We’ll never know the answer to that question.
What we do know is that the president seemed pretty happy with himself Friday when he finally took a knee holding the political football he’d seemingly been playing keep-away with since his first term began.
Obama’s rejection of the Keystone XL came just two days after the Canadians swore in liberal prime minister Justin Trudeau — who actually voiced support for the pipeline project — and five days after TransCanada asked the U.S. State Department to suspend its review of the pipeline project because of pending litigation in Nebraska, where it had asked the Public Service Commission to approve a new route through the state.
Obama was right that Keystone XL occupied “an over-inflated role in our political discourse.” But the problem is he allowed Republicans, and some Democrats, to endlessly pump up the 800,000 barrel-per-day pipeline’s role in North American energy infrastructure, and largely ignored his own State Department’s report that said the pipeline would have little significant impact on the environment.
He’s right that the pipeline was no “silver bullet for the economy.” But it wasn’t going to hurt it either. Take, for example, the Montana cities of Circle and Baker, where both temporary and permanent jobs would have been created by the pipeline’s installation and a railroad link to a pipeline coming out of North Dakota’s Bakken oilfields.
In his speech, Obama spoke at great length about his push for green energy development in the U.S., pointing out wind and solar power advances. While it’s true that the nation is making great strides in both sectors, those energy resources won’t happen just because he says they will. Ask NextEra Energy Resources how its push to get landowners to agree to an 87-turbine wind farm in southwest North Dakota is going.
Elected officials in North Dakota and Montana — none of whom were even in office when the Keystone XL debate began — didn’t hold back in their frustrations with the president.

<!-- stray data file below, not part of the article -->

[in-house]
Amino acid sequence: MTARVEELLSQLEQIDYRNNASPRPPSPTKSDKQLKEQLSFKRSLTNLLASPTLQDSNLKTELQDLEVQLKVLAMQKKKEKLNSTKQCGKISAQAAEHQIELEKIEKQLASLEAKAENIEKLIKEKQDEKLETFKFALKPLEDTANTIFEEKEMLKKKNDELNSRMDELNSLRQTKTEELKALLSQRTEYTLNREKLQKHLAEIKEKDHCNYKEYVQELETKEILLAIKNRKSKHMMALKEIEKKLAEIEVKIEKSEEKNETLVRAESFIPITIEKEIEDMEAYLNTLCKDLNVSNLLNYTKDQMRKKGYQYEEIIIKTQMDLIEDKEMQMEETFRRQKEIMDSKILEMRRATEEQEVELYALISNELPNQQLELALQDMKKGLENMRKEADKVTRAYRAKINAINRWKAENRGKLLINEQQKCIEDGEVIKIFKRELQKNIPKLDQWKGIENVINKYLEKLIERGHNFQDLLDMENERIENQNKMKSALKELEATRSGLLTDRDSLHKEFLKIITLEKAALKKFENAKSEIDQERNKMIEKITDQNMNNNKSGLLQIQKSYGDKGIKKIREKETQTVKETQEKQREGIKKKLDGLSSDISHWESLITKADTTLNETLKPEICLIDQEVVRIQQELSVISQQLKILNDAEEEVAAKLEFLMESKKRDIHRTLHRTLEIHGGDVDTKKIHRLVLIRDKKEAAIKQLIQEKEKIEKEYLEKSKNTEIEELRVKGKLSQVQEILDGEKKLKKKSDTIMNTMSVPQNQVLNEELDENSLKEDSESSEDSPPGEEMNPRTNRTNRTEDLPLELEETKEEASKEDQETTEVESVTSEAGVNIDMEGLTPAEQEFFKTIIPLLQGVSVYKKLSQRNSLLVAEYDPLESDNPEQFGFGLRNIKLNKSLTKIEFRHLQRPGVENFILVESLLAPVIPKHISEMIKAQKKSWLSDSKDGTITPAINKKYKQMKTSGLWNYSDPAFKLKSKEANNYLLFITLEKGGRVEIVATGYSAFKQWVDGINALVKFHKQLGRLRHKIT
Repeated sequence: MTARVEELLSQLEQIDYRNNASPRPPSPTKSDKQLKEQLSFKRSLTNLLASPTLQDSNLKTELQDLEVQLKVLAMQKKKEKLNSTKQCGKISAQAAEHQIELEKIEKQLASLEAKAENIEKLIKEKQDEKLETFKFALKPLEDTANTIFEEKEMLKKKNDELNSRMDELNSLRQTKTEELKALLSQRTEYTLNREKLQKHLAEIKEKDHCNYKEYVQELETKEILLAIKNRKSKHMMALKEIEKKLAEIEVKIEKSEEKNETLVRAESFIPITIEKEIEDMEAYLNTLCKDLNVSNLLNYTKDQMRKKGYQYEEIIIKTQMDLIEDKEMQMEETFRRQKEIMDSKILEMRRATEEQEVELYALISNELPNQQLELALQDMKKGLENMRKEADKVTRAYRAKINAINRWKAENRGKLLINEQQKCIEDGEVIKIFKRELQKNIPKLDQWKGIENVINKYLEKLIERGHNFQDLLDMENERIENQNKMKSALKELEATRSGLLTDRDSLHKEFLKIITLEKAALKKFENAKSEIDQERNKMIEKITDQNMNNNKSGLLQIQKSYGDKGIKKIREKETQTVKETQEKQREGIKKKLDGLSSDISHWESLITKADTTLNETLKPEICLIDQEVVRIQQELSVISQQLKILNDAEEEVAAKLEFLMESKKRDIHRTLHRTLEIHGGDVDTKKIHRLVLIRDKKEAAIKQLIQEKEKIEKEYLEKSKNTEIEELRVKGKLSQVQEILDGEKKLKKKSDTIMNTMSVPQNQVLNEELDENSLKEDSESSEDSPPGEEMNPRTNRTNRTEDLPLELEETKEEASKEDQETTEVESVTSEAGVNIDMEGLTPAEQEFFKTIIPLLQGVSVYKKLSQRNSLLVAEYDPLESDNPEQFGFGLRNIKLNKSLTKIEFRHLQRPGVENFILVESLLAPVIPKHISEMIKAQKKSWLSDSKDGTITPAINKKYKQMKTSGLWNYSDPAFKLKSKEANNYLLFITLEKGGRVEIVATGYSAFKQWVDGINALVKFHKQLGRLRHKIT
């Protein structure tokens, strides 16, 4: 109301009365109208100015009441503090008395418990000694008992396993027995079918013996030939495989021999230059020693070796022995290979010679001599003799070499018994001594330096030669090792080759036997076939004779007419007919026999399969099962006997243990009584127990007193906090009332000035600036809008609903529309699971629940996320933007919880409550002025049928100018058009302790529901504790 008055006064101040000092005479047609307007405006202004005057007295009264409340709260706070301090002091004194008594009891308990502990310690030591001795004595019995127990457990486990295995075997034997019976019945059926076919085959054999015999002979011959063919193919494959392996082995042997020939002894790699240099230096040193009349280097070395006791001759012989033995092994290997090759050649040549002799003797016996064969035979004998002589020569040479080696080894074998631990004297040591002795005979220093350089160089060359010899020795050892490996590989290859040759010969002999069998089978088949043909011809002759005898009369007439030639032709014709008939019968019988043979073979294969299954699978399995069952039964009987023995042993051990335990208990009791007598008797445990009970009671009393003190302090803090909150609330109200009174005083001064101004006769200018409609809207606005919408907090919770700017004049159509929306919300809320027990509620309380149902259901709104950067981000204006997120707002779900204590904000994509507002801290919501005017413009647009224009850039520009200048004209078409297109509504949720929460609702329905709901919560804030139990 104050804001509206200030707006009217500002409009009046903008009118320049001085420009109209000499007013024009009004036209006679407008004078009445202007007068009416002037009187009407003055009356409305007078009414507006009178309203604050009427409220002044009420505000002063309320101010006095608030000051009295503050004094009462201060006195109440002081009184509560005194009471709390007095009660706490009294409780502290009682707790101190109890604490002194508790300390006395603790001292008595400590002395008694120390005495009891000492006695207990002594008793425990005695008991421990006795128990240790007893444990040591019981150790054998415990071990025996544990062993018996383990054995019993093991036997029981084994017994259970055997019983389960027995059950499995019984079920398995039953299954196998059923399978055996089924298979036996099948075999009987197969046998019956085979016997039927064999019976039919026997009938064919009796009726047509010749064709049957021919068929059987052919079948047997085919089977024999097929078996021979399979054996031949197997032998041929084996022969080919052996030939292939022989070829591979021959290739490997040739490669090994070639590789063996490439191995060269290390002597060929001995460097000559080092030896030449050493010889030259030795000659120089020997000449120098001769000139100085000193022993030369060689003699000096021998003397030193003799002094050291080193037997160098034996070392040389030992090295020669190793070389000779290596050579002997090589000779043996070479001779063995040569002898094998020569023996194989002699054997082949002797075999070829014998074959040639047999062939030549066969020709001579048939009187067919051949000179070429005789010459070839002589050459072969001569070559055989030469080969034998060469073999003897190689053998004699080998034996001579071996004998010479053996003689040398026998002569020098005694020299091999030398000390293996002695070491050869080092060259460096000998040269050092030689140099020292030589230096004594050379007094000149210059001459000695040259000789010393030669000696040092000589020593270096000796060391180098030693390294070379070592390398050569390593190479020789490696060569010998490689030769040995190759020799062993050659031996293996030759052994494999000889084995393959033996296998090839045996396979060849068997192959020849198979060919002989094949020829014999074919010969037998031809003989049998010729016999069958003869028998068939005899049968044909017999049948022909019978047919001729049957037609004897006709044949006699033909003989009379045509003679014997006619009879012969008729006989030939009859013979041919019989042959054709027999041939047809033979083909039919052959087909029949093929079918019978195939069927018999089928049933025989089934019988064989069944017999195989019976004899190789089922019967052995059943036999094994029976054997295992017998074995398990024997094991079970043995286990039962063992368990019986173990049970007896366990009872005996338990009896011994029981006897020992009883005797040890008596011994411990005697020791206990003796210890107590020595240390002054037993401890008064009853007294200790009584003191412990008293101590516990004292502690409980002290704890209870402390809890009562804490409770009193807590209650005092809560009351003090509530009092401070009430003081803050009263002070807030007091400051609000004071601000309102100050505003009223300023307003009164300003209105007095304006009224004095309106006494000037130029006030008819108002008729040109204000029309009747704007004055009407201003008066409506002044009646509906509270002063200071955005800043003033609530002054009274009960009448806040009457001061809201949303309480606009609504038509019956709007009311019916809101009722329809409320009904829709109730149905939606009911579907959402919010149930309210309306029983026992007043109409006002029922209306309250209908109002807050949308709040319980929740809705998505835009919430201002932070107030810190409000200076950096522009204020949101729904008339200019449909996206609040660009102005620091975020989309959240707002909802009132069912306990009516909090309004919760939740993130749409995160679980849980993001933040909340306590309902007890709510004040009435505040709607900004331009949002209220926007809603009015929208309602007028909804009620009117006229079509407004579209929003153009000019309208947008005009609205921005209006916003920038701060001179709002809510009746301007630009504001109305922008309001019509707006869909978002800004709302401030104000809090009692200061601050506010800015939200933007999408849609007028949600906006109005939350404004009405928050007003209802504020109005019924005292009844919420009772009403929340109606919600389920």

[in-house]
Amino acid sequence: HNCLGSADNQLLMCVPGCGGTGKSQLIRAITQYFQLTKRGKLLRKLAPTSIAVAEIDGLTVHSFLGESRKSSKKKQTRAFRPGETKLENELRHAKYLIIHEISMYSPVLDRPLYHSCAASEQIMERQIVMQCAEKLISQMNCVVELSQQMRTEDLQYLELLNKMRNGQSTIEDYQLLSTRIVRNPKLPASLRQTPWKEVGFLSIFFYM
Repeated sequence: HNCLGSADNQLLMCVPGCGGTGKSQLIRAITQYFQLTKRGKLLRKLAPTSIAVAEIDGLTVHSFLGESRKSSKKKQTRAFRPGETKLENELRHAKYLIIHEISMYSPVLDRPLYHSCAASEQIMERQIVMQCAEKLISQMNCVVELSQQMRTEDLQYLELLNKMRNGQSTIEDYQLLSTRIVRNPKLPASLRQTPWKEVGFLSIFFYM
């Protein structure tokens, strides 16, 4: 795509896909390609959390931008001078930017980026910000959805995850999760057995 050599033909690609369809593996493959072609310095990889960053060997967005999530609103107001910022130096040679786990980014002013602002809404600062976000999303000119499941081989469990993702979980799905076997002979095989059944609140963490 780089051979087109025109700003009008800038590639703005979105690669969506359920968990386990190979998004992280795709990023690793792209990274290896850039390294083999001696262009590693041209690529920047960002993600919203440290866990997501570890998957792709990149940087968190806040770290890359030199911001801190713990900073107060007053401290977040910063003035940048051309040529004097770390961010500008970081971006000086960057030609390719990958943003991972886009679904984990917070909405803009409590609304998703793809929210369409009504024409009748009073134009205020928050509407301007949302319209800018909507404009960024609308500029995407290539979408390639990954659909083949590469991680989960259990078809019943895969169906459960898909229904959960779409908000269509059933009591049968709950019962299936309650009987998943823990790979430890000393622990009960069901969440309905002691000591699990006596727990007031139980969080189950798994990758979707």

Montana Republican Sen. Steve Daines called the decision “an affront to the American people.” Rep. Kevin Cramer, R-N.D., said Obama’s rejection “consistent with his extreme environmental anti-growth, anti-American jobs agenda.”
North Dakota Republican Sen. John Hoeven said it was “ironic” that Obama acted so quickly to reject Keystone XL after “postponing the jobs, revenues and other benefits that would result from the project.” Sen. Heidi Heitkamp, D-N.D., bucked Obama’s green energy sentiments and called Keystone XL “just one small piece of a much larger energy strategy.”
Perhaps the most telling number that emerged last week in the Keystone XL debate was that the Association of Oil Pipe Lines reported to the National Post in Toronto that the U.S. has installed more than 12,000 miles of oil pipelines — the equivalent of 10 Keystone XLs — since 2010.
So, if we’re installing that many pipelines anyway, why did we put this one on such a pedestal?
Because when it comes to energy and the environment, the president believes his answer is the only correct one. And Keystone XL was his way of punctuating that.